Australië. Het nieuwe vaderland is a travel guide and cultural introduction to Australia and New Zealand, written by E. en B. Degrood and published by Zomer en Keuning in Wageningen in 1954. The book provides information on geography, history, economy, society, and customs, and is illustrated with photographs and maps.
The authors, E. (Elisabeth) and B. (Bernard) Degrood, are brother and sister and come from a large family from Nijmegen and later Tilburg.
Elizabeth enjoyed an academic education and emigrated to Australia with her family where she sought and found a new life.
After a technical education, Bernard entered the business world and found his way there. Professionally and supported by a versatile interest, he came into contact with many people of different natures and visited many parts of the world, which contributed not a little to his knowledge of people and society.
Elizabeth in Australia and Bernard in the Netherlands remained closely connected through regular correspondence, resulting in the book “Australia the new fatherland” which already attracted the attention of emigration authorities in manuscript form.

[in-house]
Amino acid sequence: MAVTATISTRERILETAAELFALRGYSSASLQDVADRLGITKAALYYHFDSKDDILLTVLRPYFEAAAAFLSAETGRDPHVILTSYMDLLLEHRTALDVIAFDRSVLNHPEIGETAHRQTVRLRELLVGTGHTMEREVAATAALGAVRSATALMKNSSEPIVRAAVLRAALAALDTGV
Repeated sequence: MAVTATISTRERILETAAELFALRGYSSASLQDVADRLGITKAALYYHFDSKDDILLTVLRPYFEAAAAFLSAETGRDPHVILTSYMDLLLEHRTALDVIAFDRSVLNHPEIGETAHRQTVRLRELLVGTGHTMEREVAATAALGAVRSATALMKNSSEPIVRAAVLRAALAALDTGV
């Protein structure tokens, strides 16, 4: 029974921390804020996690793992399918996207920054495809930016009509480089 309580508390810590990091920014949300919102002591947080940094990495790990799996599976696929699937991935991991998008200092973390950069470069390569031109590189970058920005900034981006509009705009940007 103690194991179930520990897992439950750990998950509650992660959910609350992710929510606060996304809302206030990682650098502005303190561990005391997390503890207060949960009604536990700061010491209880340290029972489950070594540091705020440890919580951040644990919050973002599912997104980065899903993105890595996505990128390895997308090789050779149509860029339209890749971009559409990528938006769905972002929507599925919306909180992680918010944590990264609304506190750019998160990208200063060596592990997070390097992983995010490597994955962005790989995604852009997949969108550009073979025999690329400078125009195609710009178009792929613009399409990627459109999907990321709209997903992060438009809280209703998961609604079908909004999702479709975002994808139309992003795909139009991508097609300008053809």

In addition to Australië. Het nieuwe vaderland, the Degroods also wrote several other books about Australia, including Australië. Een land van contrasten (1957) and Australië. Het land van de zon en de zee (1964). They also wrote a book about their own experiences of migration, Van Holland naar Australië (1958).
The Degroods’ books were important in helping to raise awareness of Australia in the Netherlands. They provided a realistic and informative account of life in Australia, and they helped to dispel some of the myths and misconceptions that existed about the country. The Degroods’ books were also a valuable resource for Dutch immigrants who were considering moving to Australia.
It is the history of a Dutch immigrant family in Australia. The woman in the family works as a doctor’s assistant in a small village where emigrants of all nationalities are building their future. She talks smoothly and with a good dose of humor about her work, the experiences of her family and the people she comes into contact with. The great and small difficulties and the experiences of everyday life, which are so freshly told in this book, form a fascinating whole against the backdrop of the new environment.
This pithy story is a successful attempt to correct the distorted image we may have formed. In addition, this book is full of practical information and data worth knowing. In this way it will also meet the interest in the folkloric, cultural and geographical peculiarities of this country, which, although inhabited by people of many nationalities, has a character all its own.